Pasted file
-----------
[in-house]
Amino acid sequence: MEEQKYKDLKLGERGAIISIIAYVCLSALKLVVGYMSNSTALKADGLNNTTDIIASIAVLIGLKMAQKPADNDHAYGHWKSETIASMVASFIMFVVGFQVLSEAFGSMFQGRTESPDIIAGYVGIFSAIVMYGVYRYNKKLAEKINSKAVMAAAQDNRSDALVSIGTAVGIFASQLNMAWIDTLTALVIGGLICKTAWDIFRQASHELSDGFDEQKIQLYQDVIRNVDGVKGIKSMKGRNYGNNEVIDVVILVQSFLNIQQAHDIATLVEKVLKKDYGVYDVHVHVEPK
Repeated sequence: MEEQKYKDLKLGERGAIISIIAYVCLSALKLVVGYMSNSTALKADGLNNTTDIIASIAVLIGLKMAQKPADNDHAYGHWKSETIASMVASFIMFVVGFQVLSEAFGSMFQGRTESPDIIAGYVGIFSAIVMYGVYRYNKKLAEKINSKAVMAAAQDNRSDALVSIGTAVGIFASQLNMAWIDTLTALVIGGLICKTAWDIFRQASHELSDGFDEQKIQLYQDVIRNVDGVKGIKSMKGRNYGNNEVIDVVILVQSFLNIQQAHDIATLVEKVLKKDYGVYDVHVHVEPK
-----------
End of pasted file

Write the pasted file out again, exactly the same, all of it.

[in-house]
Amino acid sequence: MEEQKYKDLKLGERGAIISIIAYVCLSALKLVVGYMSNSTALKADGLNNTTDIIASIAVLIGLKMAQKPADNDHAYGHWKSETIASMVASFIMFVVGFQVLSEAFGSMFQGRTESPDIIAGYVGIFSAIVMYGVYRYNKKLAEKINSKAVMAAAQDNRSDALVSIGTAVGIFASQLNMAWIDTLTALVIGGLICKTAWDIFRQASHELSDGFDEQKIQLYQDVIRNVDGVKGIKSMKGRNYGNNEVIDVVILVQSFLNIQQAHDIATLVEKVLKKDYGVYDVHVHVEPK
Repeated sequence: MEEQKYKDLKLGERGAIISIIAYVCLSALKLVVGYMSNSTALKADGLNNTTDIIASIAVLIGLKMAQKPADNDHAYGHWKSETIASMVASFIMFVVGFQVLSEAFGSMFQGRTESPDIIAGYVGIFSAIVMYGVYRYNKKLAEKINSKAVMAAAQDNRSDALVSIGTAVGIFASQLNMAWIDTLTALVIGGLICKTAWDIFRQASHELSDGFDEQKIQLYQDVIRNVDGVKGIKSMKGRNYGNNEVIDVVILVQSFLNIQQAHDIATLVEKVLKKDYGVYDVHVHVEPK